By Robin Throckmorton, MA, SPHR, SCP
Have you heard about the ‘Gig Workforce’? Also called: on demand workforce, freelancers, subcontractors, and contingent workforce. The Gig Workforce is not really new but according to Freelancing in America more than 55 million Americans do freelance work, and 79% of them prefer freelance work to a traditional job. And, as reported by the Herman Trend Alert, by the year 2025, more than 50 percent of the global workforce will be Gig workers.
According to TechTarget, there are a number of reasons why we are seeing this growth in the Gig Workforce. For the freelancer, the technology of the digital age allows workers to be more mobile and basically do work from anywhere creating a separation between a job and a location. But for employers, the same is true – employers can select the best individual for an assignment or project from a much larger global pool than in the past.
Based on a study by the McKinsey Global Institute, the typical freelancer has a high degree of autonomy, gets paid by the task or assignment, may work for multiple clients, and often works shorter term assignments that are less than a year. Interestingly enough, these are some of the key factors required to assess whether a freelancer is an employee or not according to existing legislation.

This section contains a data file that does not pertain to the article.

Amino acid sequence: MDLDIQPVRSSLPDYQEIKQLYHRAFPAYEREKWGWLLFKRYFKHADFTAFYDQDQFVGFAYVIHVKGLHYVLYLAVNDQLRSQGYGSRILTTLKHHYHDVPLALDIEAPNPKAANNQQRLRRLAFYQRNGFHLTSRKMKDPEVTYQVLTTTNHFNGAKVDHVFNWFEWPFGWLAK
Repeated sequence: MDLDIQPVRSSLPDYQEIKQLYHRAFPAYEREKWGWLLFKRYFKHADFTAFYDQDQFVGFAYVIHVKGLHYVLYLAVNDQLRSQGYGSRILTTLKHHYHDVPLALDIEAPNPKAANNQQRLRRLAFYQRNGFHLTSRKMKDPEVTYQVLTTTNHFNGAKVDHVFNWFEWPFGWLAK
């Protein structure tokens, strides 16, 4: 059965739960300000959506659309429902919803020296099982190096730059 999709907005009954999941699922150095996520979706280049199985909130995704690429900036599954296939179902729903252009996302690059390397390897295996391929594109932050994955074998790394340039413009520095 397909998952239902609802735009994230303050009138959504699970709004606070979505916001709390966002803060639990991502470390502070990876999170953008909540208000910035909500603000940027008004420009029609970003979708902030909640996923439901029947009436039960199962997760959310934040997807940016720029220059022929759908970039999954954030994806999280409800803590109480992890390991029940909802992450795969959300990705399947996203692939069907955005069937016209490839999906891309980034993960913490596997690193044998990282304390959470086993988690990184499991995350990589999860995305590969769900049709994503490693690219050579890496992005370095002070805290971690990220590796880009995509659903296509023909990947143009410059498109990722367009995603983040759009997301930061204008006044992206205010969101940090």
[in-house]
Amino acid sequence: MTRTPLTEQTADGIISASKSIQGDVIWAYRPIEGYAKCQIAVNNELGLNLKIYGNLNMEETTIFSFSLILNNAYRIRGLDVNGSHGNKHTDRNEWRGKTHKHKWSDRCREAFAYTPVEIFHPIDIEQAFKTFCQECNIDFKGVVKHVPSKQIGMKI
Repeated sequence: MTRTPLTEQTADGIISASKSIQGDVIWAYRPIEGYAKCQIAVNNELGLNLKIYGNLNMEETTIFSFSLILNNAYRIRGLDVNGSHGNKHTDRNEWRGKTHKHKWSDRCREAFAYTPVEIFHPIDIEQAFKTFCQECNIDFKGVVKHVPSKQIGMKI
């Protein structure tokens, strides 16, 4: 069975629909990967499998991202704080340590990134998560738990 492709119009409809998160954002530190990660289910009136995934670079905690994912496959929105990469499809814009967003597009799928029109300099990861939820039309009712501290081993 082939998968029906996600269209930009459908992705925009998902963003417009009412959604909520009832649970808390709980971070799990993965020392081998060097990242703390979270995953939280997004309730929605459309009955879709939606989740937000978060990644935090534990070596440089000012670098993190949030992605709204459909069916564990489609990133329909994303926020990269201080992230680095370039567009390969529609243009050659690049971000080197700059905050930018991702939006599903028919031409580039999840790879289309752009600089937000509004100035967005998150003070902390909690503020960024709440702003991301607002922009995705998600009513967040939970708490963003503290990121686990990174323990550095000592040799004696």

Obviously if 50% of our workforce is going to be made of freelancers, we need to work on understanding the benefits and challenges and begin creating strategies around attracting and retaining this workforce of the future. It’s not going to be easy.
Freelancers love the flexibility. They can now work from home while supporting their family and/or children. Plus, they control what days and hours they work, including even taking as much time off as desired. Traveling is even easier because the work can be done from nearly anywhere.
|1) Inconsistent Income
Not only is the income inconsistent from project to project and gaps between, but as a contractor an employer can reject all or part of the work without payment. And, payment terms could be 30, 60, 90 or more days.
Freelancers love the opportunity to choose the type of work they will do. There are lots and lots of opportunities. As a freelancer they can choose what assignments match their skillset, interests, and lifestyle.
|2) Increase in Costs